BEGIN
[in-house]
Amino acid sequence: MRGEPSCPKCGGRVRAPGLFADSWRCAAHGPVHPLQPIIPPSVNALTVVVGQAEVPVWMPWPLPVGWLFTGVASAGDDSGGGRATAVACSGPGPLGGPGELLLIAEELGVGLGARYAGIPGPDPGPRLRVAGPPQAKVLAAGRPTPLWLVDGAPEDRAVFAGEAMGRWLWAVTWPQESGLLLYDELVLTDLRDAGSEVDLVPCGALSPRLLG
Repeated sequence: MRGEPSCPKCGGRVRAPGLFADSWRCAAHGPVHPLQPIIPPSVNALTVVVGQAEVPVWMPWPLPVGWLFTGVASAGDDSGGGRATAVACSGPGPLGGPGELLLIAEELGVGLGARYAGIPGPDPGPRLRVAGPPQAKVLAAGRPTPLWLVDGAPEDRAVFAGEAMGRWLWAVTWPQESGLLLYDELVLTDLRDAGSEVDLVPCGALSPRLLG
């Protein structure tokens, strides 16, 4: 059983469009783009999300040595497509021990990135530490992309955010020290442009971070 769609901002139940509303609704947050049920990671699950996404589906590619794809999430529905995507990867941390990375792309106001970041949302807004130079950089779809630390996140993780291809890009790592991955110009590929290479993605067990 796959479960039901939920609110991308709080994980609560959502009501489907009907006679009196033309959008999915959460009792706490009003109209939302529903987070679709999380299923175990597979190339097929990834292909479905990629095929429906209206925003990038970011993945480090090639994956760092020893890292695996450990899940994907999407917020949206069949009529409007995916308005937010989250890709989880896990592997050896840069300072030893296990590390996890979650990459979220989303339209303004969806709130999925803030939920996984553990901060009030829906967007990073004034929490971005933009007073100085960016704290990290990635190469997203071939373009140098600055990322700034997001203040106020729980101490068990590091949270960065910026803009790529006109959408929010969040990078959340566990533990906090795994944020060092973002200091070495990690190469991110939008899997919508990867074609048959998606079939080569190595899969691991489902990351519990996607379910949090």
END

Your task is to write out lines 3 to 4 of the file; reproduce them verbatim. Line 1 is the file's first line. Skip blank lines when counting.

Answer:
Repeated sequence: MRGEPSCPKCGGRVRAPGLFADSWRCAAHGPVHPLQPIIPPSVNALTVVVGQAEVPVWMPWPLPVGWLFTGVASAGDDSGGGRATAVACSGPGPLGGPGELLLIAEELGVGLGARYAGIPGPDPGPRLRVAGPPQAKVLAAGRPTPLWLVDGAPEDRAVFAGEAMGRWLWAVTWPQESGLLLYDELVLTDLRDAGSEVDLVPCGALSPRLLG
């Protein structure tokens, strides 16, 4: 059983469009783009999300040595497509021990990135530490992309955010020290442009971070 769609901002139940509303609704947050049920990671699950996404589906590619794809999430529905995507990867941390990375792309106001970041949302807004130079950089779809630390996140993780291809890009790592991955110009590929290479993605067990 796959479960039901939920609110991308709080994980609560959502009501489907009907006679009196033309959008999915959460009792706490009003109209939302529903987070679709999380299923175990597979190339097929990834292909479905990629095929429906209206925003990038970011993945480090090639994956760092020893890292695996450990899940994907999407917020949206069949009529409007995916308005937010989250890709989880896990592997050896840069300072030893296990590390996890979650990459979220989303339209303004969806709130999925803030939920996984553990901060009030829906967007990073004034929490971005933009007073100085960016704290990290990635190469997203071939373009140098600055990322700034997001203040106020729980101490068990590091949270960065910026803009790529006109959408929010969040990078959340566990533990906090795994944020060092973002200091070495990690190469991110939008899997919508990867074609048959998606079939080569190595899969691991489902990351519990996607379910949090």